After 10 years of planning and over three years of building, Joy Ranch is opening its doors this summer.
Nestled in the quiet South Dakota prairie near Watertown, Joy Ranch is designed as a getaway for families with special needs.
"When you come to the ranch here, it's a step back in time," Joy Ranch benefactor Joy Nelson said.
It looks like a one Main Street town resting on top of a central South Dakota hill. And while it's Wild West look may be the first thing you notice, the bigger picture is much harder to see.
Joy Ranch was Nelson's idea.
"We identified like 20,000 people that were in need of a facility like this just within 100 mile radius of the I-29 corridor. So a two-room facility just didn't cut it," Nelson said.
The ranch, from top to bottom, is completely barrier free and handicap accessible.
"There are families that like to go to a camp or a planed retreat. They may have an aging parent, you know, that has mobility issues that has never been able to participate with the kids before," Nelson said.
Or families with a child with special needs child who have never been able to go to a place quite like this. Co-Director Betsy Debertin says it took a lot of work making it happen.
"Everything from what height tables do we purchase for our dining to what type of shower fixtures do we need. Where should we hang towel bars?" Debertin said.
But the ranch isn't limited to special needs visitors. It can host corporate retreats, weddings and specialty camps all at the same time with room to spare. Each side of the street also serves its own purpose. One is for families and adults; the other is just for children.
"There are 16 rooms each with two queen-size beds and then in the bunk houses there are four bunk-houses, each that has ten beds. So there’s a lot of space," Debertin said.
Loren Odland is a pastor at Gloria Dei Lutheran Church Sioux Falls. He's here with some of the staff looking at how they can work together better.
"This is our first time. Most of us had no idea what to expect; some of us had been here in various stages of construction, but we’re just absolutely amazed by the detail, the hospitality, as well as the quality of the facility," Odland said.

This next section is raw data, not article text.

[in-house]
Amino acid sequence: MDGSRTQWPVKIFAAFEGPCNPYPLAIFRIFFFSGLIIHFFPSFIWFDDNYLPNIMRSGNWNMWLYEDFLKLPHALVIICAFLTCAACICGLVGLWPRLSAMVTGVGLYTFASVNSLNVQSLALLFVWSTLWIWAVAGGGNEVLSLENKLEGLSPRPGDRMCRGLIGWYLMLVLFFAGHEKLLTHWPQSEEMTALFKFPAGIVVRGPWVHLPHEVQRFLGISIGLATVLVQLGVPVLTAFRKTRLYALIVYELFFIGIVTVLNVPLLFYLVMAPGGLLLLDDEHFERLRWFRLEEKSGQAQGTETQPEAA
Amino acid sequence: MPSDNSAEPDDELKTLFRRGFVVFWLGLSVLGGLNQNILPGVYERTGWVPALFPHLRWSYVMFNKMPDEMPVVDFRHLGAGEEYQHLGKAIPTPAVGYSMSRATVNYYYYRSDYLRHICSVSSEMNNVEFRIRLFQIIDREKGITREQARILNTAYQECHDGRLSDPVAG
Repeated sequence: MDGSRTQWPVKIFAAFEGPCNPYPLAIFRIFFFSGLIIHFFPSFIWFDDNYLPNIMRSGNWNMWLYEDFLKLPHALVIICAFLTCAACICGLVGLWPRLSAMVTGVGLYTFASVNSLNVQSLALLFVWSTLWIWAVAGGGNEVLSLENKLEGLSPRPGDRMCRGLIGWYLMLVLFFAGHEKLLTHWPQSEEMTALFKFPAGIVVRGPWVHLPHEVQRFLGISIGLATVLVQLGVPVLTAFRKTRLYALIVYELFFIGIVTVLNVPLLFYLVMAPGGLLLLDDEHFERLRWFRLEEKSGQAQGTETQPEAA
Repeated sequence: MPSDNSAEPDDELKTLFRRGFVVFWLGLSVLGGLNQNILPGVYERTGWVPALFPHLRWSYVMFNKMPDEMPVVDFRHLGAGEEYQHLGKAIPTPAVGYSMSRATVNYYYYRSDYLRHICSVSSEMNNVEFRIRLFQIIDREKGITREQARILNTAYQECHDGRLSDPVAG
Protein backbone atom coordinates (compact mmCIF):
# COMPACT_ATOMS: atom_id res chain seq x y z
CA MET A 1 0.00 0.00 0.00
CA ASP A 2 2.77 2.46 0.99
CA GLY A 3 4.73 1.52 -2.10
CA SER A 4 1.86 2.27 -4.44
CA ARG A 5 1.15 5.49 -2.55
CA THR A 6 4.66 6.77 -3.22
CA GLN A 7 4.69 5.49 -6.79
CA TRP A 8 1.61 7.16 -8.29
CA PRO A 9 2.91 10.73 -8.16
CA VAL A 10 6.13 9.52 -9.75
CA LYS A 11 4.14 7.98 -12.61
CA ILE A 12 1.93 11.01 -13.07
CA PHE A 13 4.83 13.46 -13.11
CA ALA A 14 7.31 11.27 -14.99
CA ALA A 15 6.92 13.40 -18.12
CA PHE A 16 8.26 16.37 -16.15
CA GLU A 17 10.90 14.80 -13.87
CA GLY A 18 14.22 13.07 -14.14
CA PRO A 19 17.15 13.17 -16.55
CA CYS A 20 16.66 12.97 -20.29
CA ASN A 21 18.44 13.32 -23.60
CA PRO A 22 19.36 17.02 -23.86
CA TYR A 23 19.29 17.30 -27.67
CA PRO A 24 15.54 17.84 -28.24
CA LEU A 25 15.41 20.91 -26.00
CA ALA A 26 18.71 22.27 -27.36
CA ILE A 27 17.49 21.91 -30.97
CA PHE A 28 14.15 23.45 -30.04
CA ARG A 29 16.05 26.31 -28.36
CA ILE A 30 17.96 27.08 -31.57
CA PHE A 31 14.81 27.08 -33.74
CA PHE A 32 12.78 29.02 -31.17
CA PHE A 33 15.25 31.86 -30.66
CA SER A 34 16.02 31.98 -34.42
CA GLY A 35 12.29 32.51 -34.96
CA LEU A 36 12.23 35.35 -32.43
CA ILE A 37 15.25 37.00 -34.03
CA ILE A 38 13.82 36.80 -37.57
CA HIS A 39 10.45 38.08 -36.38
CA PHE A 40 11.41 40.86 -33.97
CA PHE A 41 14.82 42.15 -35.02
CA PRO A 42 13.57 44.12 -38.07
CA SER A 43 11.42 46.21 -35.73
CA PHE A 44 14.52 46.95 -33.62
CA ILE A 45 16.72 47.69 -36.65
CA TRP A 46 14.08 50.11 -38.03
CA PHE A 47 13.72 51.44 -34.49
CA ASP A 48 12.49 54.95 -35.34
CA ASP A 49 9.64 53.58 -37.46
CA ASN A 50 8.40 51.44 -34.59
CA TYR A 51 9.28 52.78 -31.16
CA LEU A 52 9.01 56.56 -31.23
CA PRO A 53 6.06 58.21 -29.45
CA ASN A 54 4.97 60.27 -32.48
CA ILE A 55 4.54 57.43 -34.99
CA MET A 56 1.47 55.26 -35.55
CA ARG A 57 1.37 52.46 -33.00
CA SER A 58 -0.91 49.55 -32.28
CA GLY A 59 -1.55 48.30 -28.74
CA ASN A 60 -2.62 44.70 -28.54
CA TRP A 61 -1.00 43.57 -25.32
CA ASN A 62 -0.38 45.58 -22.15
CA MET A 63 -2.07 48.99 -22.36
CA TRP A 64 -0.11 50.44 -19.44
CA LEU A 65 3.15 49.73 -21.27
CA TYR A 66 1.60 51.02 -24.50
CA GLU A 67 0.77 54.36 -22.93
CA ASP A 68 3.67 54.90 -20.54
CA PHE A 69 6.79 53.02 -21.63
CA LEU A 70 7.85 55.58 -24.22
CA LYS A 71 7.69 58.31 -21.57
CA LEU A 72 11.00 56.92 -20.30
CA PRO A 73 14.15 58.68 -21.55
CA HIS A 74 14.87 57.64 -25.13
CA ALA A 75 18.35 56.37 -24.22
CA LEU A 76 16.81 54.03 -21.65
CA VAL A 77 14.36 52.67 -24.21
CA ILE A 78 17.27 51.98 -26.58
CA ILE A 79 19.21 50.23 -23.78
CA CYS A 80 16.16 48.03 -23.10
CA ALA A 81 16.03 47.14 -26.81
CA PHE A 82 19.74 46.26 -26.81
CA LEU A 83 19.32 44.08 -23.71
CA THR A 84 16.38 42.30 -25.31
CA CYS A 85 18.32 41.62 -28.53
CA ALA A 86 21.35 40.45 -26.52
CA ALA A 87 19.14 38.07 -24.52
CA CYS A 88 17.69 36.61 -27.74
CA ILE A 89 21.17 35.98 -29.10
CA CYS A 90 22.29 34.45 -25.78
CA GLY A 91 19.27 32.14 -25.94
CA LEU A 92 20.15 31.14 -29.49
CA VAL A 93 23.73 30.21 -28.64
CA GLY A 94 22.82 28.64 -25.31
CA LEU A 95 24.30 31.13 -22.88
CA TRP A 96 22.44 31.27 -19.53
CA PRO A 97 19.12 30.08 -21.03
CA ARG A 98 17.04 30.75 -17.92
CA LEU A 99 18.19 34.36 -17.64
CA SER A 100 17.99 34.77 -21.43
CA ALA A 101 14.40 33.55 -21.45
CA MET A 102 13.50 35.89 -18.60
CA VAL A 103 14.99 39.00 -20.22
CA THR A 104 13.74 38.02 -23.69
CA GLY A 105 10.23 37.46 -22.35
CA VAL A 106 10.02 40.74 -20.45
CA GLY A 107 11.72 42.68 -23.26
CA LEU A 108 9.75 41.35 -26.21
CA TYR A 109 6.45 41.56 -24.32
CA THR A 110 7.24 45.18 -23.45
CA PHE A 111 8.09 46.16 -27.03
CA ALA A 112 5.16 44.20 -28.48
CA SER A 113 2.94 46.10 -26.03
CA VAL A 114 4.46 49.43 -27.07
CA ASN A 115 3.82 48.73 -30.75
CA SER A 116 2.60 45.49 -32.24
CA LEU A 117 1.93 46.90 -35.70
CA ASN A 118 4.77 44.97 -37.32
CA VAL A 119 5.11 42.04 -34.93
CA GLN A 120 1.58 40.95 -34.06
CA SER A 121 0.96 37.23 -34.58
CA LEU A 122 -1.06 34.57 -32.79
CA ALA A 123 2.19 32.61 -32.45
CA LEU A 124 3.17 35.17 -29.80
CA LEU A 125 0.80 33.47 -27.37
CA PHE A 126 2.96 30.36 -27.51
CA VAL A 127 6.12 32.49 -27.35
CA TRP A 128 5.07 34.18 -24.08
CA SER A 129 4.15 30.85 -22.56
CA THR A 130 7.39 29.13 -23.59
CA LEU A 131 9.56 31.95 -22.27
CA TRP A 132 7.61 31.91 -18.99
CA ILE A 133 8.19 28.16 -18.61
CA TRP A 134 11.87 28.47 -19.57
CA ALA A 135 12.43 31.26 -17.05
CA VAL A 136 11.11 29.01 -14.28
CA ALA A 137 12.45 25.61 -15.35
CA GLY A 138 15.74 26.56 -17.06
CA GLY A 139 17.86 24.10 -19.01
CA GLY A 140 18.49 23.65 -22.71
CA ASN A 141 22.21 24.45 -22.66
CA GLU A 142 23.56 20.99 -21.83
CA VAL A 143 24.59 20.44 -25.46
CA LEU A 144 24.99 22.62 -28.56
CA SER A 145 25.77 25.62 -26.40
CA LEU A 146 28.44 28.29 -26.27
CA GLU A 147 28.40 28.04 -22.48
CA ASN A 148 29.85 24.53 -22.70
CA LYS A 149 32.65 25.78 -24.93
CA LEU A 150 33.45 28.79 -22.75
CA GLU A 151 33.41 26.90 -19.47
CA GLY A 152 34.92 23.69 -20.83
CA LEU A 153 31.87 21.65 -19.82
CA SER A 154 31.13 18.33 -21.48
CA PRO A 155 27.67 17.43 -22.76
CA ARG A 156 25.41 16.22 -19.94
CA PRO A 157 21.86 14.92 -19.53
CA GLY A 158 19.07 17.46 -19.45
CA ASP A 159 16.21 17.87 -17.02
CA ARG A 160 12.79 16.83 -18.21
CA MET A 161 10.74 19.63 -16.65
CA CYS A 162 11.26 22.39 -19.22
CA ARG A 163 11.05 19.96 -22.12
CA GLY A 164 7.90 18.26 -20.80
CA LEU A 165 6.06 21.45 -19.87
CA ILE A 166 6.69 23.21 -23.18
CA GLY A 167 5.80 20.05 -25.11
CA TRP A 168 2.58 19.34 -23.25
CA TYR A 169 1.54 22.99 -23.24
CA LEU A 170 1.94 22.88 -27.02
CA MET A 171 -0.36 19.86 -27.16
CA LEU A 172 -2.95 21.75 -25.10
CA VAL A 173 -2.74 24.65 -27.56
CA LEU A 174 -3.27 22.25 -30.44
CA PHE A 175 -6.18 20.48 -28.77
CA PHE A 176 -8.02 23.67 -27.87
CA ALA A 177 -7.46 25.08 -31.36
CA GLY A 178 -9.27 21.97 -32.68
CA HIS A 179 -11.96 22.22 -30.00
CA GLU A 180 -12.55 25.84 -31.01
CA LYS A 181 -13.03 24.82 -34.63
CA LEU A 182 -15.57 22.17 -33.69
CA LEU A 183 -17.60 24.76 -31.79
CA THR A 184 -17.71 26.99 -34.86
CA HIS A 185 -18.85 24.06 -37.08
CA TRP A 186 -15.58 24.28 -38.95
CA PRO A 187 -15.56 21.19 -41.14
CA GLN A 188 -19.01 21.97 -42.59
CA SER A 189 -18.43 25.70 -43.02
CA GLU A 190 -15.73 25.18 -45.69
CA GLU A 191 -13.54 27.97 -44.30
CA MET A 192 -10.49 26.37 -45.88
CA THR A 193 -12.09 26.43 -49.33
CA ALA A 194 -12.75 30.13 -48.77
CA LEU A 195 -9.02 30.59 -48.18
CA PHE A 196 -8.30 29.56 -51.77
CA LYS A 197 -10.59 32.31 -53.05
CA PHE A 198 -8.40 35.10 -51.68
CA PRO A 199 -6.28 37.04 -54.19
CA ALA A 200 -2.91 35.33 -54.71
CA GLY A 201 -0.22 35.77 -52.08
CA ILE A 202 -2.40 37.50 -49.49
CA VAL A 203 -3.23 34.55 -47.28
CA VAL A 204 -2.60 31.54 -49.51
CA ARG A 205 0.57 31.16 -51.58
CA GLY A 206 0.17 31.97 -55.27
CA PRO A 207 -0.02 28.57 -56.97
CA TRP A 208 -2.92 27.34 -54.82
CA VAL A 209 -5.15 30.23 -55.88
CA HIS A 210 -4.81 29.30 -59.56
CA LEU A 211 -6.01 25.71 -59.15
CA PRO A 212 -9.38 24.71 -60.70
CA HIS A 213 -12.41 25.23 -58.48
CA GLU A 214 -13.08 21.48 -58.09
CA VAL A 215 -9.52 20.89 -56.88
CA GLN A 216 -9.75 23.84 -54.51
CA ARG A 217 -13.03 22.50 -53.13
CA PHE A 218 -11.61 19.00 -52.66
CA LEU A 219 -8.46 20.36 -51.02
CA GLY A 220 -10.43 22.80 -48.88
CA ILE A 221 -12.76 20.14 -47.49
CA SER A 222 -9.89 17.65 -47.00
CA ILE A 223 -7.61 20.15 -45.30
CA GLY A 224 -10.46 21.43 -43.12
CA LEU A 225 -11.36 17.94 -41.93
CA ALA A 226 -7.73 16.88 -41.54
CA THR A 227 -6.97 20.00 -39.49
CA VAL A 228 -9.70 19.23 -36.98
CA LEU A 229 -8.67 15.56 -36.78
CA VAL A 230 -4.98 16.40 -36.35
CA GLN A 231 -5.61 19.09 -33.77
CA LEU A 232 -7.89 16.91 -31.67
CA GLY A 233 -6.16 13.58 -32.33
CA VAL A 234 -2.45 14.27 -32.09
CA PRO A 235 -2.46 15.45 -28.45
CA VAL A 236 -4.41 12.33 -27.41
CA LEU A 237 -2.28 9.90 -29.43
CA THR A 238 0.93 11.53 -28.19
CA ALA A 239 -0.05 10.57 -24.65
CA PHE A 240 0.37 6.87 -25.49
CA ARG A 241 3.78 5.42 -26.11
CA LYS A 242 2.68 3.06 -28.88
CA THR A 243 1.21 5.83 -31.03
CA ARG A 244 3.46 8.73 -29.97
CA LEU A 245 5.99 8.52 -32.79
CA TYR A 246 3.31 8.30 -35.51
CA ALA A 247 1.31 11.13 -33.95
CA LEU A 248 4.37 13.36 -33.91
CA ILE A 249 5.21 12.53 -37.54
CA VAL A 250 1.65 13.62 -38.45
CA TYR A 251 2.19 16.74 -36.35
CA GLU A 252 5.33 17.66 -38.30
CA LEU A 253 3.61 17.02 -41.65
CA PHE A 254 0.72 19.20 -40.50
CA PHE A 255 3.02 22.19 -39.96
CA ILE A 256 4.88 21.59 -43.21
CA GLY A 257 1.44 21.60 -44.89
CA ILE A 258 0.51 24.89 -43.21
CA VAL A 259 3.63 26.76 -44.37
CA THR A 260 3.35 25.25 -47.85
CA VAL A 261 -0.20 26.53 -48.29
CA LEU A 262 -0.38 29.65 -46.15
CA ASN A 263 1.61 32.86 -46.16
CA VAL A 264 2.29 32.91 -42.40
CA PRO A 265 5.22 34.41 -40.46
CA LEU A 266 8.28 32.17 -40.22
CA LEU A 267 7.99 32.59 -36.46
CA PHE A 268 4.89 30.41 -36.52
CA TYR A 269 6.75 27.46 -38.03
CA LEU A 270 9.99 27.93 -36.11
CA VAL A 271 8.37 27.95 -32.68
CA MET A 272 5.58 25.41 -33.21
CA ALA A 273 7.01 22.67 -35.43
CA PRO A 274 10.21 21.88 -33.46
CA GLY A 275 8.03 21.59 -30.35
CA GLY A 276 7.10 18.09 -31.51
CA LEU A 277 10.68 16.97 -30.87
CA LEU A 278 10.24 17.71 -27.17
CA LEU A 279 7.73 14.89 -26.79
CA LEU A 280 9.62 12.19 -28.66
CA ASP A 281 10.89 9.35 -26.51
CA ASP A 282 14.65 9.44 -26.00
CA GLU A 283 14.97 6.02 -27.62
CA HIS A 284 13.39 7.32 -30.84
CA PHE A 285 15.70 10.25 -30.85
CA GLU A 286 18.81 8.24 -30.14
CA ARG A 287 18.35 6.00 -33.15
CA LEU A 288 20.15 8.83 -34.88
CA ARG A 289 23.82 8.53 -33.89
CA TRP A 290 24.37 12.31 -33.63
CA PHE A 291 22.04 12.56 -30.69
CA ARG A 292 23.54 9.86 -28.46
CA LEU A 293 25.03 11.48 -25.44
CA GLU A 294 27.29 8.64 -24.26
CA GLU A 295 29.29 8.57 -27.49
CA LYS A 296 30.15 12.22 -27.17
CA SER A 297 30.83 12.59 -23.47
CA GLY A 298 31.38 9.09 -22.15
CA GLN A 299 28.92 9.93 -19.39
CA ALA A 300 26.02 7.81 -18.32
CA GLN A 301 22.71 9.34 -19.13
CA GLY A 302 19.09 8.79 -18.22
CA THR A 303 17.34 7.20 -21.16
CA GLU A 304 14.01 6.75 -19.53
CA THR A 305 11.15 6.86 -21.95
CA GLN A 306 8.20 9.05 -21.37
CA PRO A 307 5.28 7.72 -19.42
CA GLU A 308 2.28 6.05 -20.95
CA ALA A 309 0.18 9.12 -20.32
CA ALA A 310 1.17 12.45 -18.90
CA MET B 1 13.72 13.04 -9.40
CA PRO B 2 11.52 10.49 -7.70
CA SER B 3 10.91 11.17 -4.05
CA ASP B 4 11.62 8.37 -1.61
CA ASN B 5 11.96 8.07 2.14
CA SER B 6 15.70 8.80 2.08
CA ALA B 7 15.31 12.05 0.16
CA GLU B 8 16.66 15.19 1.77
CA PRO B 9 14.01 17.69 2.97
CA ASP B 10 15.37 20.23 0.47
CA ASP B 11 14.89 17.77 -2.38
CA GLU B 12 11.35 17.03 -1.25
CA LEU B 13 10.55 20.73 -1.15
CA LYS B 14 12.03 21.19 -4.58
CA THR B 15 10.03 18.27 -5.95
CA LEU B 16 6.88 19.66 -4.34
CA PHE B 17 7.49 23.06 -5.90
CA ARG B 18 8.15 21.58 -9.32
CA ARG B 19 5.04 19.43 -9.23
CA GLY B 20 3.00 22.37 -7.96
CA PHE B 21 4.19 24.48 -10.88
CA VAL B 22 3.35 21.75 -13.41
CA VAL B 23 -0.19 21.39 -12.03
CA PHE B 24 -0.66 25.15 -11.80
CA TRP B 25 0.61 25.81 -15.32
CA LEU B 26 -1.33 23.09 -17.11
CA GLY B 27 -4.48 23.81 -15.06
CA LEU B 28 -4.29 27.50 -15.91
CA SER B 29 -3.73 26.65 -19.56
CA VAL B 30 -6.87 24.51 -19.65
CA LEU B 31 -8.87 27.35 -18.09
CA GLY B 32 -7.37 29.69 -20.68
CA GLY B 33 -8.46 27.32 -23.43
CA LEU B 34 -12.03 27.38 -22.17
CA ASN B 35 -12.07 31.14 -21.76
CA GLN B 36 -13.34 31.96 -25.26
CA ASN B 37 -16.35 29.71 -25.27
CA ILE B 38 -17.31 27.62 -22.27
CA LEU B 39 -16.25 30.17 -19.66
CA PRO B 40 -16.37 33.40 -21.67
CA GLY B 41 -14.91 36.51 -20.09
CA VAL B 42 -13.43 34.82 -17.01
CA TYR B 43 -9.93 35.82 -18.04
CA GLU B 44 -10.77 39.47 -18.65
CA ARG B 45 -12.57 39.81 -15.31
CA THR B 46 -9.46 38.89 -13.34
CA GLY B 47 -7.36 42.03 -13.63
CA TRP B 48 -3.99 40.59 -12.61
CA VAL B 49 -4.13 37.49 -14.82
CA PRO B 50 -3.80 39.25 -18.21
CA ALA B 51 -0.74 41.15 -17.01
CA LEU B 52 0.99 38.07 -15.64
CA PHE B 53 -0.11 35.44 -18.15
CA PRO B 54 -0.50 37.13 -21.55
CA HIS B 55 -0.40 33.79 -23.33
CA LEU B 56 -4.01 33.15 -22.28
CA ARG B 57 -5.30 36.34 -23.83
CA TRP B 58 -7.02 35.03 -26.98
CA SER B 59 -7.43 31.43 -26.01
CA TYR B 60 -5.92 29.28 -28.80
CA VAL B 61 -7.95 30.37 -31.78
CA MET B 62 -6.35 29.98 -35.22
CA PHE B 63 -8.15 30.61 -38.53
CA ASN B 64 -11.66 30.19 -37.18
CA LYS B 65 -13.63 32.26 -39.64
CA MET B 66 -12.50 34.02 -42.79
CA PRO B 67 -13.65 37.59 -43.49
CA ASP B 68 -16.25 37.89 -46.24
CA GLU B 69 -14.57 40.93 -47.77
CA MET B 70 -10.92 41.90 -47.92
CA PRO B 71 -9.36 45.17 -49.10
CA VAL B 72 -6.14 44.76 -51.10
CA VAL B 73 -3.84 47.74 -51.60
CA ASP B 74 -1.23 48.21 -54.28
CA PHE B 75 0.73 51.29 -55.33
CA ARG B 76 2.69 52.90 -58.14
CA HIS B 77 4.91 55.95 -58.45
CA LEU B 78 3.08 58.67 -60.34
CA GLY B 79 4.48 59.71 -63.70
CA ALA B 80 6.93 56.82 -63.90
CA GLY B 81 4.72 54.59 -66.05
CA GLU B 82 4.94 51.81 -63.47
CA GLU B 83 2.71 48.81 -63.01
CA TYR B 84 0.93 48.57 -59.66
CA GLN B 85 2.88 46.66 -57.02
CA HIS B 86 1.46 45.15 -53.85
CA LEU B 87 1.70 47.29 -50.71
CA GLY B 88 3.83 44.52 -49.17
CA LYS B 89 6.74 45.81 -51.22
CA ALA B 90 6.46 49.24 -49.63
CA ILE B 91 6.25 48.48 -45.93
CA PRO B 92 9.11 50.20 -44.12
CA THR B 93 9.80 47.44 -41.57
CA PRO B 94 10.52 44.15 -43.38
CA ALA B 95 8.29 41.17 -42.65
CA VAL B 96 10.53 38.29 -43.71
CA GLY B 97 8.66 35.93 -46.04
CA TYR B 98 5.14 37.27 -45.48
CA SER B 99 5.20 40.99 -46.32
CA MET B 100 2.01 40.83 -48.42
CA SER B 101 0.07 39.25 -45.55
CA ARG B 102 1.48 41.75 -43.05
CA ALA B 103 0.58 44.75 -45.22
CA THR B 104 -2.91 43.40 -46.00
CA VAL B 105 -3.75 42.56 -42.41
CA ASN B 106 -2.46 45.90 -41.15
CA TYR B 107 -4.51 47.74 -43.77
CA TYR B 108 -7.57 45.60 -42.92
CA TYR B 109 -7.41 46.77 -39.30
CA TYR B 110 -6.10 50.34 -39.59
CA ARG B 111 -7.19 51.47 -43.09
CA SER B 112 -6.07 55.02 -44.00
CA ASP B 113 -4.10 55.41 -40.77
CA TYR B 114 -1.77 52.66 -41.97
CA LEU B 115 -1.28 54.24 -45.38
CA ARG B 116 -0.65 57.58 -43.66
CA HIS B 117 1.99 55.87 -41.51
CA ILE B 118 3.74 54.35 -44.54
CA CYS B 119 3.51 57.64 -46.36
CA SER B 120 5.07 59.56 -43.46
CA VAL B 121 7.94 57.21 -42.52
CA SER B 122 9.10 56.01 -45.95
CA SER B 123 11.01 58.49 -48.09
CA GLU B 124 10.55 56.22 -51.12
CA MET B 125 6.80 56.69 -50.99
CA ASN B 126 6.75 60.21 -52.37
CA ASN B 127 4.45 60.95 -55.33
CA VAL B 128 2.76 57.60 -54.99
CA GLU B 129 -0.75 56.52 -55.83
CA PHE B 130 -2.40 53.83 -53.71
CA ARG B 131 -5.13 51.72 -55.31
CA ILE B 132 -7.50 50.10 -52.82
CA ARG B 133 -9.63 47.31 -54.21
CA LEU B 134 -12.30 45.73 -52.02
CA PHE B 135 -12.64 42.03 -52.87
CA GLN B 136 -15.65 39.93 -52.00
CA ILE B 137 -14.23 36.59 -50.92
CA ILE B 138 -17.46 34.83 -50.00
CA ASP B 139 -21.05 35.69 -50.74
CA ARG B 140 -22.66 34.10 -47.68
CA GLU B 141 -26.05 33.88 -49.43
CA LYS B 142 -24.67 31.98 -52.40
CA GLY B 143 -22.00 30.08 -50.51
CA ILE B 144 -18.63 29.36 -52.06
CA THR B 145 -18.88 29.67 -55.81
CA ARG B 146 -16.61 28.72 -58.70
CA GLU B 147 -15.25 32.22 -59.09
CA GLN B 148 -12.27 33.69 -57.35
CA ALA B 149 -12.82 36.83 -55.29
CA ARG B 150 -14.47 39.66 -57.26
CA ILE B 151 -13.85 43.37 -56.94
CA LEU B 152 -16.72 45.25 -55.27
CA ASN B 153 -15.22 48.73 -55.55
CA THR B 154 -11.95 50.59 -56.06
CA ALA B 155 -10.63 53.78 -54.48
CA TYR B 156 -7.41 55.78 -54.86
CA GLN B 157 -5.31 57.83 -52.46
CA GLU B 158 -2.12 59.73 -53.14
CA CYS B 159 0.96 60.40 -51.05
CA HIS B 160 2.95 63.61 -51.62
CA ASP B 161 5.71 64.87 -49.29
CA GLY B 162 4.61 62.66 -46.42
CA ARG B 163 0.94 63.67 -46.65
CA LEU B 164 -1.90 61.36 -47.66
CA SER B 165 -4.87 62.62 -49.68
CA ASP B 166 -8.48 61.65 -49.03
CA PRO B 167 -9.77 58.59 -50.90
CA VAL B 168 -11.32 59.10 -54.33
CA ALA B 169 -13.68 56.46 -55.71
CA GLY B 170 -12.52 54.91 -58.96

He says the ranch is exactly what they're looking for and even offers more than they really need.
"In very many ways. It provides a variety of settings for us to do things, whether it's a formal presentation, small group discussion areas, time to just relax," Odland said.
There are many possibilities of things to do at the ranch. But one thing that sticks out above the rest is, of course, the horses.
"There have documented cases of children who have not spoken in years that after they've bonded with a horse are able to speak, able to communicate. The physical attributes that horsemanship can do for disabled kids is very well known. So all those programs will go here for the kids, too," Nelson said.
Nelson has been a horse lover her entire life. It's a passion she wants to share with children who may not be able to have that experience. Odland says their main goal is to let everyone walk away with an experience they won't forget.
"We want them to take away that they felt they could be a part of everything that was going on. We want them to feel included," Odland said.
The Ranch's decor came from scouring eastern South Dakota and donations. If you're wondering about the land, it's a donation from its namesake Joy Nelson.
"Sometimes in life, I think you find yourself holding the tools to help correct something in the world, if you just recognize it. I guess that's the position I found myself in and I wanted to help those people," Nelson said.
The ranch is open for business. Learn more about it at the Joy Ranch website.